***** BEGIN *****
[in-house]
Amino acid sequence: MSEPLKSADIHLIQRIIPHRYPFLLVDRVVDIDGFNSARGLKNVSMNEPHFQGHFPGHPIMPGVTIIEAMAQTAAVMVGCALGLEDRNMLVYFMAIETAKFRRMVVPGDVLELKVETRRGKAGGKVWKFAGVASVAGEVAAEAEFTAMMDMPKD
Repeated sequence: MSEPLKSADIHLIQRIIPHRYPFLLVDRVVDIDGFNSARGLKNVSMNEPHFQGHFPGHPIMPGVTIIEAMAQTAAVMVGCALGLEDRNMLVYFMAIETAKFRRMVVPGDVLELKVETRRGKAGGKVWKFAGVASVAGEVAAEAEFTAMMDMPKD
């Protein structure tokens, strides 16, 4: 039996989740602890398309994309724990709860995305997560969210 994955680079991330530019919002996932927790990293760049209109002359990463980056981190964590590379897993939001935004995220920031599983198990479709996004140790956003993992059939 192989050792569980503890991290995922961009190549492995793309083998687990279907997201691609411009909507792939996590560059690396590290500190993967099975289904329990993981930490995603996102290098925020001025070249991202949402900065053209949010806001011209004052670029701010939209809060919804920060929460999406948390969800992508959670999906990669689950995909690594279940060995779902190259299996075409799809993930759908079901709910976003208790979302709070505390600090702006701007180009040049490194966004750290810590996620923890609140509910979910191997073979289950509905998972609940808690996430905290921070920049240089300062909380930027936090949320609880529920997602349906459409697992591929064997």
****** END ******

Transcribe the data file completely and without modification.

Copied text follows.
[in-house]
Amino acid sequence: MSEPLKSADIHLIQRIIPHRYPFLLVDRVVDIDGFNSARGLKNVSMNEPHFQGHFPGHPIMPGVTIIEAMAQTAAVMVGCALGLEDRNMLVYFMAIETAKFRRMVVPGDVLELKVETRRGKAGGKVWKFAGVASVAGEVAAEAEFTAMMDMPKD
Repeated sequence: MSEPLKSADIHLIQRIIPHRYPFLLVDRVVDIDGFNSARGLKNVSMNEPHFQGHFPGHPIMPGVTIIEAMAQTAAVMVGCALGLEDRNMLVYFMAIETAKFRRMVVPGDVLELKVETRRGKAGGKVWKFAGVASVAGEVAAEAEFTAMMDMPKD
């Protein structure tokens, strides 16, 4: 039996989740602890398309994309724990709860995305997560969210 994955680079991330530019919002996932927790990293760049209109002359990463980056981190964590590379897993939001935004995220920031599983198990479709996004140790956003993992059939 192989050792569980503890991290995922961009190549492995793309083998687990279907997201691609411009909507792939996590560059690396590290500190993967099975289904329990993981930490995603996102290098925020001025070249991202949402900065053209949010806001011209004052670029701010939209809060919804920060929460999406948390969800992508959670999906990669689950995909690594279940060995779902190259299996075409799809993930759908079901709910976003208790979302709070505390600090702006701007180009040049490194966004750290810590996620923890609140509910979910191997073979289950509905998972609940808690996430905290921070920049240089300062909380930027936090949320609880529920997602349906459409697992591929064997």